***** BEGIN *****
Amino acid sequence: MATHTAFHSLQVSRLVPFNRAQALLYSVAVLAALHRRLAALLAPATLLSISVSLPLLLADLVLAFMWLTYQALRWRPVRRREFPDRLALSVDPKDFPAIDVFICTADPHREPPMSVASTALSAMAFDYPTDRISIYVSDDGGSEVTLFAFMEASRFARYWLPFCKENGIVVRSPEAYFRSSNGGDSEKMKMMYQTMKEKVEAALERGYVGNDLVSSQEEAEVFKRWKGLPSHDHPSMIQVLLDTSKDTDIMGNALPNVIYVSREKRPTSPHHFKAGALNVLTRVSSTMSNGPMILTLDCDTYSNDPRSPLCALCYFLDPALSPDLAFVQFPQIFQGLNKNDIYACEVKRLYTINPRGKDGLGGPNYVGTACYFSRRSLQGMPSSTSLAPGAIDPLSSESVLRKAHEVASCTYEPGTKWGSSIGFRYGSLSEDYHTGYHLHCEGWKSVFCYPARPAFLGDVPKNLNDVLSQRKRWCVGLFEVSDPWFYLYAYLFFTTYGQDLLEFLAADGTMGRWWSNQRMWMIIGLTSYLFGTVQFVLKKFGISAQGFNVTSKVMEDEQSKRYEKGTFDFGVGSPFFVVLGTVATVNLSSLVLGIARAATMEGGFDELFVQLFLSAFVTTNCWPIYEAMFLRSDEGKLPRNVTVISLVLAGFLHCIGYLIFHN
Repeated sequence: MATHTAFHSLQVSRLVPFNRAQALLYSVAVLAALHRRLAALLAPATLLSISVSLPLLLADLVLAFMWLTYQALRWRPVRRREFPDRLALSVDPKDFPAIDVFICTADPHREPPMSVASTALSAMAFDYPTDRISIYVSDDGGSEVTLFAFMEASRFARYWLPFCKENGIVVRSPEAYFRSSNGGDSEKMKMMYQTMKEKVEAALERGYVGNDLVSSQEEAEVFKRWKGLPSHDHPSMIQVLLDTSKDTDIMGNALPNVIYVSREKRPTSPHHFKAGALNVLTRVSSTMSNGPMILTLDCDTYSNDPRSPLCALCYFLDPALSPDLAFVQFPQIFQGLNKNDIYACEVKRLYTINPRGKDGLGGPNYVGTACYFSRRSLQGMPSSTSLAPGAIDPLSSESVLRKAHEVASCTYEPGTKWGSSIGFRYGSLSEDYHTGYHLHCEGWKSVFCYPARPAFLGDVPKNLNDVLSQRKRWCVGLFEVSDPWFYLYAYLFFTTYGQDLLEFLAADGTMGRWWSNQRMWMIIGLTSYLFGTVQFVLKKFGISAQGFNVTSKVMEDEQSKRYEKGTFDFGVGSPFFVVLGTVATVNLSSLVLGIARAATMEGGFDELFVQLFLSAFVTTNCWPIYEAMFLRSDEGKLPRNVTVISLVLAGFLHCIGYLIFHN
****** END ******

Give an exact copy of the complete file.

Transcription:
Amino acid sequence: MATHTAFHSLQVSRLVPFNRAQALLYSVAVLAALHRRLAALLAPATLLSISVSLPLLLADLVLAFMWLTYQALRWRPVRRREFPDRLALSVDPKDFPAIDVFICTADPHREPPMSVASTALSAMAFDYPTDRISIYVSDDGGSEVTLFAFMEASRFARYWLPFCKENGIVVRSPEAYFRSSNGGDSEKMKMMYQTMKEKVEAALERGYVGNDLVSSQEEAEVFKRWKGLPSHDHPSMIQVLLDTSKDTDIMGNALPNVIYVSREKRPTSPHHFKAGALNVLTRVSSTMSNGPMILTLDCDTYSNDPRSPLCALCYFLDPALSPDLAFVQFPQIFQGLNKNDIYACEVKRLYTINPRGKDGLGGPNYVGTACYFSRRSLQGMPSSTSLAPGAIDPLSSESVLRKAHEVASCTYEPGTKWGSSIGFRYGSLSEDYHTGYHLHCEGWKSVFCYPARPAFLGDVPKNLNDVLSQRKRWCVGLFEVSDPWFYLYAYLFFTTYGQDLLEFLAADGTMGRWWSNQRMWMIIGLTSYLFGTVQFVLKKFGISAQGFNVTSKVMEDEQSKRYEKGTFDFGVGSPFFVVLGTVATVNLSSLVLGIARAATMEGGFDELFVQLFLSAFVTTNCWPIYEAMFLRSDEGKLPRNVTVISLVLAGFLHCIGYLIFHN
Repeated sequence: MATHTAFHSLQVSRLVPFNRAQALLYSVAVLAALHRRLAALLAPATLLSISVSLPLLLADLVLAFMWLTYQALRWRPVRRREFPDRLALSVDPKDFPAIDVFICTADPHREPPMSVASTALSAMAFDYPTDRISIYVSDDGGSEVTLFAFMEASRFARYWLPFCKENGIVVRSPEAYFRSSNGGDSEKMKMMYQTMKEKVEAALERGYVGNDLVSSQEEAEVFKRWKGLPSHDHPSMIQVLLDTSKDTDIMGNALPNVIYVSREKRPTSPHHFKAGALNVLTRVSSTMSNGPMILTLDCDTYSNDPRSPLCALCYFLDPALSPDLAFVQFPQIFQGLNKNDIYACEVKRLYTINPRGKDGLGGPNYVGTACYFSRRSLQGMPSSTSLAPGAIDPLSSESVLRKAHEVASCTYEPGTKWGSSIGFRYGSLSEDYHTGYHLHCEGWKSVFCYPARPAFLGDVPKNLNDVLSQRKRWCVGLFEVSDPWFYLYAYLFFTTYGQDLLEFLAADGTMGRWWSNQRMWMIIGLTSYLFGTVQFVLKKFGISAQGFNVTSKVMEDEQSKRYEKGTFDFGVGSPFFVVLGTVATVNLSSLVLGIARAATMEGGFDELFVQLFLSAFVTTNCWPIYEAMFLRSDEGKLPRNVTVISLVLAGFLHCIGYLIFHN